Nikolai's story

When Nikolai’s mother was hospitalised in the mid-1950s, he and his sister were sent from Malta to Australia to start new lives.

‘My father was dead, so we came here to live in Victoria with our older brother when I was 14. About a year later I went into a Christian Brothers boys’ home where I was physically and sexually abused by Brother Lucien and another Brother. My mother died while I was in there.’

Nikolai recalled he was ‘busting’ to report the abuse, and took the first opportunity that arose when he was released at the age of 17.

‘All I wanted to do was just tell my story, and what happened to the other boys.

'I went to a priest and he said they’d look into it, and when I asked if I should see the police, he said to wait until he’d done his inquiries. I went back to them frequently and was always told it was ongoing. Then I went away with my job and never went back.’

Nikolai was devastated when he later learnt that two friends he knew from the boys’ home had killed themselves.

‘I know they were abused by the same Brothers as me; I’d spoken to one of them about it, he was a very good friend of mine. He was a terrific sportsman, someone I admired ... It got that bad when I found out the two of them were dead, I tried to commit suicide myself.’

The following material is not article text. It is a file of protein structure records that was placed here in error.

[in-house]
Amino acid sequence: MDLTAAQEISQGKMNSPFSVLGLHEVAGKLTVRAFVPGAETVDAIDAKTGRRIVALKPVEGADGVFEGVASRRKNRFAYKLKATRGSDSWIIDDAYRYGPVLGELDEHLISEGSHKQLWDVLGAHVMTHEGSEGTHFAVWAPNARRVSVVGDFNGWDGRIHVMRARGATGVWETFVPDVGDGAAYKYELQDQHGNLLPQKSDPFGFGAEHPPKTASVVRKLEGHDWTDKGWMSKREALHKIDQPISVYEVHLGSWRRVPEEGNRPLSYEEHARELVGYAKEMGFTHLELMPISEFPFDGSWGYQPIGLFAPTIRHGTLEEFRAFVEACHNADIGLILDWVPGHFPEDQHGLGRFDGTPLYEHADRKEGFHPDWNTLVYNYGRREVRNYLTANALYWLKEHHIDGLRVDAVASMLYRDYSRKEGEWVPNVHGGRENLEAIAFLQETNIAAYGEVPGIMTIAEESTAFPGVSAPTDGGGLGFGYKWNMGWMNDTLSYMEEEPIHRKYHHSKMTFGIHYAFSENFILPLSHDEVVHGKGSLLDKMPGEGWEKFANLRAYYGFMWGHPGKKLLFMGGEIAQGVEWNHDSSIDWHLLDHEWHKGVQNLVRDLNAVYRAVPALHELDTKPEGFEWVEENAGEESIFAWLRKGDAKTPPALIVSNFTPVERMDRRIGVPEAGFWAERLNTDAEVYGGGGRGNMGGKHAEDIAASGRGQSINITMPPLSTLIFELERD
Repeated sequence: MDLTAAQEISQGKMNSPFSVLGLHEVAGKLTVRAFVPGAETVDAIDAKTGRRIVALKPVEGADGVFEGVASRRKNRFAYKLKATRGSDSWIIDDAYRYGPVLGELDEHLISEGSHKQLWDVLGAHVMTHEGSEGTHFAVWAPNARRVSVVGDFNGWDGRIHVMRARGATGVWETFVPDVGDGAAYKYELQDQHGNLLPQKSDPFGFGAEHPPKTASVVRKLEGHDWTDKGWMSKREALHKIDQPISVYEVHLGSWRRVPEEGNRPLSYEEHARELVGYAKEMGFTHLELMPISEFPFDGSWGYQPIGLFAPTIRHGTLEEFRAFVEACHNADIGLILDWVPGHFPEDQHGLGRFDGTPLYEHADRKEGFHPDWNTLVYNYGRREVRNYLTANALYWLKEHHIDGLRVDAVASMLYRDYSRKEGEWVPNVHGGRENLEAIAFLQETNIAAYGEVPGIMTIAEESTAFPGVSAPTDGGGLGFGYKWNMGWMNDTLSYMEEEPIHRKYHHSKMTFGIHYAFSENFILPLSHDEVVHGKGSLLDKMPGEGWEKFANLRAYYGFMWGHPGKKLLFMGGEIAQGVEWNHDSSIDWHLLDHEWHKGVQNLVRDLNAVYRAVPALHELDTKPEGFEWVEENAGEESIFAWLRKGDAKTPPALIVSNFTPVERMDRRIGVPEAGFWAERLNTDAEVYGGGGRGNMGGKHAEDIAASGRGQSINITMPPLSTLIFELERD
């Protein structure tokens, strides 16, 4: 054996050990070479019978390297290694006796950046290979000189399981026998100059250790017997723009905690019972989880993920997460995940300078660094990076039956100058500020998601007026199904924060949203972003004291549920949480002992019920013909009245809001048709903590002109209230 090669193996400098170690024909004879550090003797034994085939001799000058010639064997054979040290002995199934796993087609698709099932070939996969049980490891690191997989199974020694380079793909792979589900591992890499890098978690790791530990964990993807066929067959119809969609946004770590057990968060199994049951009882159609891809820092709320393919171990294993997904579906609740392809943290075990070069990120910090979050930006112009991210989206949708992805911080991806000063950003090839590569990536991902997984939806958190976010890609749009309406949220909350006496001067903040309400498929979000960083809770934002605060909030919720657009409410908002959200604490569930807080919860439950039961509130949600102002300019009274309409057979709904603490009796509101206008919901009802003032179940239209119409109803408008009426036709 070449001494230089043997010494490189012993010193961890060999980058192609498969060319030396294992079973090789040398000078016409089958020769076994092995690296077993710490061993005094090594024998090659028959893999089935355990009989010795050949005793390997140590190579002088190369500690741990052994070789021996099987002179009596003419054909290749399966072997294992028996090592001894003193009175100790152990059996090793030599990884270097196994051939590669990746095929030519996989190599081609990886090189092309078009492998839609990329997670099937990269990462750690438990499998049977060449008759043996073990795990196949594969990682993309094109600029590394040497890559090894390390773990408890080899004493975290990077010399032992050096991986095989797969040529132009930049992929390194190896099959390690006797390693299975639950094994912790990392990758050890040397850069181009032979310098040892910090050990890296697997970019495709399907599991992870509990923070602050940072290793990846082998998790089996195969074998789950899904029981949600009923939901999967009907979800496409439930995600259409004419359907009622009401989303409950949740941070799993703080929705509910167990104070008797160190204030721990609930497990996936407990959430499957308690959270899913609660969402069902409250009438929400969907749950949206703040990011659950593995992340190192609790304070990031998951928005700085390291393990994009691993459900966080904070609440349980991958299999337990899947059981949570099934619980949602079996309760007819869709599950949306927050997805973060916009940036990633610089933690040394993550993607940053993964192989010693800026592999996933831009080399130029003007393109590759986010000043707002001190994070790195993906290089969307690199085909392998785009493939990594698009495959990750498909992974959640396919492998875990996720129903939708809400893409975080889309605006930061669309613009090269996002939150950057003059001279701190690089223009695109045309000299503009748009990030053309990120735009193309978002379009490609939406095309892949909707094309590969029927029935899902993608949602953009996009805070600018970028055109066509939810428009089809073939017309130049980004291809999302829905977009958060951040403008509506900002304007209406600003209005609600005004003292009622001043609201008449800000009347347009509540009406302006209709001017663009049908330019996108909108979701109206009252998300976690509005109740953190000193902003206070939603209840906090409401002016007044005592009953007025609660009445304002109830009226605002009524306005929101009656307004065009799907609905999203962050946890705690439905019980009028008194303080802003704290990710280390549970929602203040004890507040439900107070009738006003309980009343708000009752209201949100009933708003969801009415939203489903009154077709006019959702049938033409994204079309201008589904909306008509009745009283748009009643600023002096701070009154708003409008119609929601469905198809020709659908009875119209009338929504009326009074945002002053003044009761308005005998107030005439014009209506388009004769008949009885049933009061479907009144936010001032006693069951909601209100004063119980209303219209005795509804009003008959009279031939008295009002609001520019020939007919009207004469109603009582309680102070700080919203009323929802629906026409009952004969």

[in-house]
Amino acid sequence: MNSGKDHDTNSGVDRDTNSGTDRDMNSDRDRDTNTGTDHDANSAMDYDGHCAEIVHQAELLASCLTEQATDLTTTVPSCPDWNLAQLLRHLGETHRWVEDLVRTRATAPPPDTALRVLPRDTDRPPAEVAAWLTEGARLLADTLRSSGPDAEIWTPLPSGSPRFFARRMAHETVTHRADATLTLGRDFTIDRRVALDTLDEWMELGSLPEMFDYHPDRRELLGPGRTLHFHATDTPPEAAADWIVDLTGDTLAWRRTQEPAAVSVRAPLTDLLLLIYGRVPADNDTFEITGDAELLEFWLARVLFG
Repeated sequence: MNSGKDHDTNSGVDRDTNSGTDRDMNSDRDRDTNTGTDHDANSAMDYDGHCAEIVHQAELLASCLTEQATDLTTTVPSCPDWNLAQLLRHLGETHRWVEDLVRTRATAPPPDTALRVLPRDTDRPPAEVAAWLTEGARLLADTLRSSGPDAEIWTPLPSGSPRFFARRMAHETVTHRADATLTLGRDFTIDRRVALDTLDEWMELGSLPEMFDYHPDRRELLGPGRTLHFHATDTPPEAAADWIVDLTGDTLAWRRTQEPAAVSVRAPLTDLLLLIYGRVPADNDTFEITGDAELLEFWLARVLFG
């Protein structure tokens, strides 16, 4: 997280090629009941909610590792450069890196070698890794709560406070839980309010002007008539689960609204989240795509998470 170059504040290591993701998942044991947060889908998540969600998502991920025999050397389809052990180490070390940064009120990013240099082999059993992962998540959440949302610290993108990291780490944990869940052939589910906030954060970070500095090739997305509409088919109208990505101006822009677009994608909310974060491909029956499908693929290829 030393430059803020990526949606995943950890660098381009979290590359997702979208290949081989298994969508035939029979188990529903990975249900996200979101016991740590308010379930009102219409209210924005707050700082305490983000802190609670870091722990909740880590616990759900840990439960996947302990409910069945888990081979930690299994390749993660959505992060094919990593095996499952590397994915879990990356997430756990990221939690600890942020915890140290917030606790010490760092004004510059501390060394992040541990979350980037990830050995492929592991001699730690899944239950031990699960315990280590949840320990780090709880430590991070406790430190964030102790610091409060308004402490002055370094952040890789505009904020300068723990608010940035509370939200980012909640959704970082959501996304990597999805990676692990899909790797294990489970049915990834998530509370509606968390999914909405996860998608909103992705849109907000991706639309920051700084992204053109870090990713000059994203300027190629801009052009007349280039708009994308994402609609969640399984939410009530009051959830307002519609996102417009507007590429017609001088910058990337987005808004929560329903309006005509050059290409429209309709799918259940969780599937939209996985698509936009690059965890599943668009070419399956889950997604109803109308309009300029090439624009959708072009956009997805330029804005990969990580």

In the 2000s, Nikolai contacted Towards Healing to report the abuse, and was told none of the records belonging to him or his friends could be found.

‘I met with Towards Healing, I had to tell my story to a woman, it was very, very hard. I wanted to face Brother Lucien and get an apology from him. They said they’d interview him, but later sent me a letter saying he’d denied the abuse, and that he was sick and didn’t want to speak to me or anyone from Towards Healing again.’

No compensation was offered, but Nikolai was offered counselling sessions to help him deal with his grief.

‘I had a good friend I could talk to at that time who was a counsellor, so I didn’t go on with their offer. They didn’t want to pay me and I never pushed it.’

Over the years Nikolai said he’s taken tablets to ease bouts of depression, and said he’s found intimacy difficult within his long marriage.

‘We have two girls born 20 years apart. I regarded sex as a bad thing, so that’s why there’s the gap. I’ve told my wife a bit about it, but I don’t want my daughters to know, I don’t want them to suffer.’

The impact of his childhood abuse continues to affect Nikolai.

‘It’s very hard to explain what goes through your head and how hard it is to forget these things that have happened to you – and how hard it is to go to sleep. You lie there for hours and hours, and all you want to do is just sleep, and you can’t.

'My sister always made sure I went to Church every Sunday. I tried, but I couldn’t look at a priest.’

Though it’s likely Lucien is now deceased, Nikolai said it’s important his story is heard and believed.

‘I want justice, and I want it recognised that it did happen. And now that it’s all come out, I will seek compensation for what they’ve done.’

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